Home / National News / Second Ebola Nurse Flew to Cleveland to Prepare for Her Wedding


(CLEVELAND) — The Dallas nurse who traveled to Ohio before being diagnosed with Ebola had flown to Cleveland to prepare for her wedding, Cleveland officials said Wednesday.

Amber Vinson, 29, a nurse at the Dallas hospital where an Ebola patient died, was identified Wednesday as the second health care worker at the hospital to contract the deadly disease.

“She flew into Cleveland to prepare for her wedding. She came in to visit her mother and her mother’s fiance,” said Toinette Parrilla, director of Cleveland Department of Public Health.

Vinson stayed at her relatives’ home while visiting Ohio and those relatives are employees of Kent State University, the school said in a statement.

“She did not step foot on our campus,” Kent State President Beverly Warren said in a statement.

Vinson arrived in Cleveland on Friday, Oct. 10, and returned to Dallas on the evening of Monday, Oct. 13. She was diagnosed with a fever, which is considered to be the first symptom of the disease, on Tuesday Oct. 14. She was tested and her diagnosis was confirmed late Tuesday.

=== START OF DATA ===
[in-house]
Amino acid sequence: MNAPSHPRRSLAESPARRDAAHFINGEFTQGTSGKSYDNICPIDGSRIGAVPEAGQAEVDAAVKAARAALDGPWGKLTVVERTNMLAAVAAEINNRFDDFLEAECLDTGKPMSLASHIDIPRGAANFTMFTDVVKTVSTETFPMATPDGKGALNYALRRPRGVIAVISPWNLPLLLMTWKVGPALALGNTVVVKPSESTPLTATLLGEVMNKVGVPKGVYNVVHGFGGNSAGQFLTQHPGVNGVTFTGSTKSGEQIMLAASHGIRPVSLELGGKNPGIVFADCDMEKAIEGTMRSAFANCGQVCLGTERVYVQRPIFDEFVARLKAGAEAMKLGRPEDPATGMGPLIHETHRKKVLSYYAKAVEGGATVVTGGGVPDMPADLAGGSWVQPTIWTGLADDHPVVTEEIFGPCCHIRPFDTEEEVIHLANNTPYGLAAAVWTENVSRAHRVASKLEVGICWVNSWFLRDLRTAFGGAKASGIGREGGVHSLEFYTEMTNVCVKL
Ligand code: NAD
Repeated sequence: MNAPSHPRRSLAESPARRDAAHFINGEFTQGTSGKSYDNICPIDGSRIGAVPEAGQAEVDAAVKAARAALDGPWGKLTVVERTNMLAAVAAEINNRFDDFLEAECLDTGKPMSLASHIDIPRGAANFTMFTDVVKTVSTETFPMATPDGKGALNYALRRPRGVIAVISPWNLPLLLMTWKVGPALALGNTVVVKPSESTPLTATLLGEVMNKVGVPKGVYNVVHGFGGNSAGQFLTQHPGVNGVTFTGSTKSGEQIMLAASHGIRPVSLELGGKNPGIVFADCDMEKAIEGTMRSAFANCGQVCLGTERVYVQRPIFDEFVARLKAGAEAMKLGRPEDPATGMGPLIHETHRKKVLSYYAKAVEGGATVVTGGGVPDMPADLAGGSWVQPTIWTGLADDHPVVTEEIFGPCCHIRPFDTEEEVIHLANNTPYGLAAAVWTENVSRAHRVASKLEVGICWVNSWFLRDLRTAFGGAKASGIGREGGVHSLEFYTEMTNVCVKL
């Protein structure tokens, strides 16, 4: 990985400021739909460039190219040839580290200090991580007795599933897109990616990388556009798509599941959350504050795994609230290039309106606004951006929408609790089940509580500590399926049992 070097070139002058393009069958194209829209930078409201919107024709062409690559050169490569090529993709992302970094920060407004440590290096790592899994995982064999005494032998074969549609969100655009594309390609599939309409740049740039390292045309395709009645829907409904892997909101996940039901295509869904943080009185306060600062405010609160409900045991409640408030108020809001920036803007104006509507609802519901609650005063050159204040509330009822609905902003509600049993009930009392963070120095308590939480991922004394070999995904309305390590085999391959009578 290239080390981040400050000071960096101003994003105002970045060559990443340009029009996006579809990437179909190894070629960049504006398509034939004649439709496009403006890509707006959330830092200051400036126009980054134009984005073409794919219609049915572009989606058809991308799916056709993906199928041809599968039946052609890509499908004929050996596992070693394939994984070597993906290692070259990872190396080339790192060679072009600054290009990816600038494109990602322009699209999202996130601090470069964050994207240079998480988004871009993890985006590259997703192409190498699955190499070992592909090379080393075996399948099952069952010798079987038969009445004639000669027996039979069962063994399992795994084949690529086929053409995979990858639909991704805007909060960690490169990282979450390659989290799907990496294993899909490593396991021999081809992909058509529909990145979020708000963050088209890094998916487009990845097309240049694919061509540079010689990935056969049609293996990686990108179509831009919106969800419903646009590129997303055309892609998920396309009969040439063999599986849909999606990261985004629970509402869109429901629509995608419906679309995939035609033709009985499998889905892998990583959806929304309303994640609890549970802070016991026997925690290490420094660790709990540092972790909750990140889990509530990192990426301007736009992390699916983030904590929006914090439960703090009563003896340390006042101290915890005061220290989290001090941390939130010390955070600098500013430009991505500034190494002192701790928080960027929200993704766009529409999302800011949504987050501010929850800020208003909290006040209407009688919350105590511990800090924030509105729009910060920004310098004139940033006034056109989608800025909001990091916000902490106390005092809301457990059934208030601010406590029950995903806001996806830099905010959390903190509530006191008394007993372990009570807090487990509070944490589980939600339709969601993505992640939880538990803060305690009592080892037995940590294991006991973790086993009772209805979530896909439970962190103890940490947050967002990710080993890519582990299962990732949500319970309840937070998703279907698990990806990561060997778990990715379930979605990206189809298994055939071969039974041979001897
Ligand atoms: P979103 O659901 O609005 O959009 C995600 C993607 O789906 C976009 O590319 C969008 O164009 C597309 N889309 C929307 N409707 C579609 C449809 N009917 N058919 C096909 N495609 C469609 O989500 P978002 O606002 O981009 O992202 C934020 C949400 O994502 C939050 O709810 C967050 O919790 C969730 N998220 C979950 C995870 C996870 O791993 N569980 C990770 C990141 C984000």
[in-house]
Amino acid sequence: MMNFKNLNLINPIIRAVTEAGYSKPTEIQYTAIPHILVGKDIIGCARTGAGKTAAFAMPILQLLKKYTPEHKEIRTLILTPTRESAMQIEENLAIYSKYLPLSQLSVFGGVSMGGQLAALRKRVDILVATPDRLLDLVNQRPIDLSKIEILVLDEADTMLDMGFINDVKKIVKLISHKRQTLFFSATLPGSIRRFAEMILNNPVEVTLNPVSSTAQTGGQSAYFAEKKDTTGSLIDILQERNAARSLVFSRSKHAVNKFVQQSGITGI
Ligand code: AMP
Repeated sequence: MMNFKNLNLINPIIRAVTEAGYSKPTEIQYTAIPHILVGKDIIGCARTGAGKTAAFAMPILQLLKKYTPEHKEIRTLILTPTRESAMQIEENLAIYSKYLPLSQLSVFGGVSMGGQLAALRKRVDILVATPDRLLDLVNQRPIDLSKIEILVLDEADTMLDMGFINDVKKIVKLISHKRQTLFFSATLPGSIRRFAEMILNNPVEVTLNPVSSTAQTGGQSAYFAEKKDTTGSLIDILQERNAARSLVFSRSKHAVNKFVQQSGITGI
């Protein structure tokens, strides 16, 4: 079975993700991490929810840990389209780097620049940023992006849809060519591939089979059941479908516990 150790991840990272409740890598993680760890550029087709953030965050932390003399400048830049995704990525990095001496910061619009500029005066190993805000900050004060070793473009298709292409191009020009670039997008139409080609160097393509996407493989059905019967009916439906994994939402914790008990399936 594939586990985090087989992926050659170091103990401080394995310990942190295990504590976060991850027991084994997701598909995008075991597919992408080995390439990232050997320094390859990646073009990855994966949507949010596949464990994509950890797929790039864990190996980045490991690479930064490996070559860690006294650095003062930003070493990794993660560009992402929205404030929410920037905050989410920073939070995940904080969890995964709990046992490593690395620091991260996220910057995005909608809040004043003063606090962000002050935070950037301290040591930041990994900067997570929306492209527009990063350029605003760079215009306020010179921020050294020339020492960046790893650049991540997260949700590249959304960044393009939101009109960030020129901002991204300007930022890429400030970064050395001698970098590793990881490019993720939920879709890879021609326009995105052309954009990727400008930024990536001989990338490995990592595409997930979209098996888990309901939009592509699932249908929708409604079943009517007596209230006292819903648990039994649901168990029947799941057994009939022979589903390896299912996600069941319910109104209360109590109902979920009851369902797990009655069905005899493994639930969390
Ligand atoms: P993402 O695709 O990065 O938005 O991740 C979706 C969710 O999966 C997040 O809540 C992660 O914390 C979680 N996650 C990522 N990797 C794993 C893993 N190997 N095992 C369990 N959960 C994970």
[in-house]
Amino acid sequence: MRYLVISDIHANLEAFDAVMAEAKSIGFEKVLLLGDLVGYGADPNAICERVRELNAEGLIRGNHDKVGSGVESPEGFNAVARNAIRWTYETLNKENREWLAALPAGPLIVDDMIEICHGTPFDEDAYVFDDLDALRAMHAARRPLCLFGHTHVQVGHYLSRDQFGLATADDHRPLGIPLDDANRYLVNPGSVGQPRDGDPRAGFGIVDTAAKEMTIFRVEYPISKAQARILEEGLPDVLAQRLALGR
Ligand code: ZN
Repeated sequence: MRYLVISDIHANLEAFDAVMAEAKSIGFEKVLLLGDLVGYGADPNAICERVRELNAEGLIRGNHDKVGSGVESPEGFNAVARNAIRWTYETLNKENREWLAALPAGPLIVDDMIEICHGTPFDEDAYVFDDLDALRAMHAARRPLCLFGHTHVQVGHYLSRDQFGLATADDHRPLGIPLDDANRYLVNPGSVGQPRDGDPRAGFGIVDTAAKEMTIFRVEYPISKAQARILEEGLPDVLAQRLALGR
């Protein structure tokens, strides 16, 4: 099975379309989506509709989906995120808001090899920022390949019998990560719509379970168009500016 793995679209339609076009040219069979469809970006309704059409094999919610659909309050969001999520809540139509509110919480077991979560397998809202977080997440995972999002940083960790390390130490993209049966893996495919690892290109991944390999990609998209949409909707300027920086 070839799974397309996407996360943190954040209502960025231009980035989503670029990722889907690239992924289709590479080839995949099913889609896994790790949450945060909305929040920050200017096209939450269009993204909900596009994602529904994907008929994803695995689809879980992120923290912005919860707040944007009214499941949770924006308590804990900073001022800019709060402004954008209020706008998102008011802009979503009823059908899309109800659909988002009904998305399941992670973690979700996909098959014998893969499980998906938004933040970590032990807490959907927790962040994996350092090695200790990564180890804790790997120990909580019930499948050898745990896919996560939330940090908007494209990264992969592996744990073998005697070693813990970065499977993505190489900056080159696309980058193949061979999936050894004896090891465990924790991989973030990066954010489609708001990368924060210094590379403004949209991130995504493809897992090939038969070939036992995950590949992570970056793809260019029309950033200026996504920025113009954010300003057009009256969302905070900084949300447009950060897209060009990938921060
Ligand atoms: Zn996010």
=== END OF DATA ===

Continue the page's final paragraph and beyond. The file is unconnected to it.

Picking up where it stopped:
The director of the Centers for Disease Control and Prevention addressed the fact that while she was not ordered into protective custody by the time she traveled, he did suggest that it was a mistake for her to do so.

“Because at that point she was in a group of individuals known to have exposure to Ebola, she should not have traveled on a commercial airline,” CDC Director Tom Frieden said Wednesday.

The CDC reiterated, however, that they released her flight data out of an abundance of caution since she would not be contagious until she began showing symptoms.

Dallas County Judge Clay Jenkins said Wednesday morning that she was dealing with her diagnosis “with grit and grace.”

Vinson will be transferred from Texas Health Presbyterian Hospital to Emory University Hospital in Atlanta. Emory successfully treated both missionaries who were the first two Americans to be diagnosed with Ebola, Dr. Kent Brantley and nurse Nancy Writebol. They are also treating a third individual, a World Health Organization worker who has never been identified, who was admitted to Emory on Sept. 9.

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